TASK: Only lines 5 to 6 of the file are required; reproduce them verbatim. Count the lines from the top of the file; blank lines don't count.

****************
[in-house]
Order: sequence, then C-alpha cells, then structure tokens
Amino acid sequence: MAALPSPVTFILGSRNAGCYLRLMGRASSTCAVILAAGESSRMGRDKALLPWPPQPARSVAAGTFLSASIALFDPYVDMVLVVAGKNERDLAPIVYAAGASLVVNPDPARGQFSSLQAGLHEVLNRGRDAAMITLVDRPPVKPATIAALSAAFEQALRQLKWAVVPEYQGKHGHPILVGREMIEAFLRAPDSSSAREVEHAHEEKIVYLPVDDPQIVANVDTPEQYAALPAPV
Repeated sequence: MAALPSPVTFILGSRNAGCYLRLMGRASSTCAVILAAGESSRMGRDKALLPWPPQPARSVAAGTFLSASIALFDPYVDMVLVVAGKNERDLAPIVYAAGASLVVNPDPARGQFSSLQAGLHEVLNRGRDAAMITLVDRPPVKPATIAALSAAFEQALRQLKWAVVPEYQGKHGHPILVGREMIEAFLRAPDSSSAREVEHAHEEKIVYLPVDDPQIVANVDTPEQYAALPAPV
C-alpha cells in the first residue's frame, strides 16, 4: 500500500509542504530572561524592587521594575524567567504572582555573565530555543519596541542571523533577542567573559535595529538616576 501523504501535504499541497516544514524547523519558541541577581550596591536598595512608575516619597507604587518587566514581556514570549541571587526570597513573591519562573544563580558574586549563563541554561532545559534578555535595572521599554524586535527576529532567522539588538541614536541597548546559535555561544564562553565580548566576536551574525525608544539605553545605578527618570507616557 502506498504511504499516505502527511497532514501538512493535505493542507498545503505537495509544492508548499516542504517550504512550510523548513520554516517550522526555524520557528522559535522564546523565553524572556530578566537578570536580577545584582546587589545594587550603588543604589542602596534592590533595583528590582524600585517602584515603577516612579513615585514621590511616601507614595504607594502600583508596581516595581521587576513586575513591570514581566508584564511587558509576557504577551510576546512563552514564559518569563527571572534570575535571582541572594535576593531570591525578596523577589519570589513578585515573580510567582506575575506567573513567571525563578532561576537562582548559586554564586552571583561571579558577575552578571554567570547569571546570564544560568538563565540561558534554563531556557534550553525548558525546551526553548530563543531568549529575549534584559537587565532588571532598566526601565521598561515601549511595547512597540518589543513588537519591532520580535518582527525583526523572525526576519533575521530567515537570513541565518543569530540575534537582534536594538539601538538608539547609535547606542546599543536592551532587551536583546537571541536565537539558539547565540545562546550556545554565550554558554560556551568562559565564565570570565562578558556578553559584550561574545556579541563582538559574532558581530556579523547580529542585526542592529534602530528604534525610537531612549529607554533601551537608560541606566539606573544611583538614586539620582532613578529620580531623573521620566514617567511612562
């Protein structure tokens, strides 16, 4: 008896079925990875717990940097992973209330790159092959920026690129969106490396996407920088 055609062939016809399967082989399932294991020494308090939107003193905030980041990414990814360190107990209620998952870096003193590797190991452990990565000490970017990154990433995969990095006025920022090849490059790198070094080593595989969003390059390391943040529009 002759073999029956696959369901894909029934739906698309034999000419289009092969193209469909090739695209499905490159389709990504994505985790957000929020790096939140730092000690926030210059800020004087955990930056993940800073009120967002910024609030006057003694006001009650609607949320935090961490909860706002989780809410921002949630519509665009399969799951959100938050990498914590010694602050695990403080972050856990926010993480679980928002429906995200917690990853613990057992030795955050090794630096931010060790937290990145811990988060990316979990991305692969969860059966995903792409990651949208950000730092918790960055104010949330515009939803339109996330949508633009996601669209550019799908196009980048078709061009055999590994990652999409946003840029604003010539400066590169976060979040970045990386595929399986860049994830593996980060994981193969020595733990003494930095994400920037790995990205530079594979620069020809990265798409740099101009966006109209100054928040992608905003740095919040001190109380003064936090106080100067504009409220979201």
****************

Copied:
C-alpha cells in the first residue's frame, strides 16, 4: 500500500509542504530572561524592587521594575524567567504572582555573565530555543519596541542571523533577542567573559535595529538616576 501523504501535504499541497516544514524547523519558541541577581550596591536598595512608575516619597507604587518587566514581556514570549541571587526570597513573591519562573544563580558574586549563563541554561532545559534578555535595572521599554524586535527576529532567522539588538541614536541597548546559535555561544564562553565580548566576536551574525525608544539605553545605578527618570507616557 502506498504511504499516505502527511497532514501538512493535505493542507498545503505537495509544492508548499516542504517550504512550510523548513520554516517550522526555524520557528522559535522564546523565553524572556530578566537578570536580577545584582546587589545594587550603588543604589542602596534592590533595583528590582524600585517602584515603577516612579513615585514621590511616601507614595504607594502600583508596581516595581521587576513586575513591570514581566508584564511587558509576557504577551510576546512563552514564559518569563527571572534570575535571582541572594535576593531570591525578596523577589519570589513578585515573580510567582506575575506567573513567571525563578532561576537562582548559586554564586552571583561571579558577575552578571554567570547569571546570564544560568538563565540561558534554563531556557534550553525548558525546551526553548530563543531568549529575549534584559537587565532588571532598566526601565521598561515601549511595547512597540518589543513588537519591532520580535518582527525583526523572525526576519533575521530567515537570513541565518543569530540575534537582534536594538539601538538608539547609535547606542546599543536592551532587551536583546537571541536565537539558539547565540545562546550556545554565550554558554560556551568562559565564565570570565562578558556578553559584550561574545556579541563582538559574532558581530556579523547580529542585526542592529534602530528604534525610537531612549529607554533601551537608560541606566539606573544611583538614586539620582532613578529620580531623573521620566514617567511612562
């Protein structure tokens, strides 16, 4: 008896079925990875717990940097992973209330790159092959920026690129969106490396996407920088 055609062939016809399967082989399932294991020494308090939107003193905030980041990414990814360190107990209620998952870096003193590797190991452990990565000490970017990154990433995969990095006025920022090849490059790198070094080593595989969003390059390391943040529009 002759073999029956696959369901894909029934739906698309034999000419289009092969193209469909090739695209499905490159389709990504994505985790957000929020790096939140730092000690926030210059800020004087955990930056993940800073009120967002910024609030006057003694006001009650609607949320935090961490909860706002989780809410921002949630519509665009399969799951959100938050990498914590010694602050695990403080972050856990926010993480679980928002429906995200917690990853613990057992030795955050090794630096931010060790937290990145811990988060990316979990991305692969969860059966995903792409990651949208950000730092918790960055104010949330515009939803339109996330949508633009996601669209550019799908196009980048078709061009055999590994990652999409946003840029604003010539400066590169976060979040970045990386595929399986860049994830593996980060994981193969020595733990003494930095994400920037790995990205530079594979620069020809990265798409740099101009966006109209100054928040992608905003740095919040001190109380003064936090106080100067504009409220979201």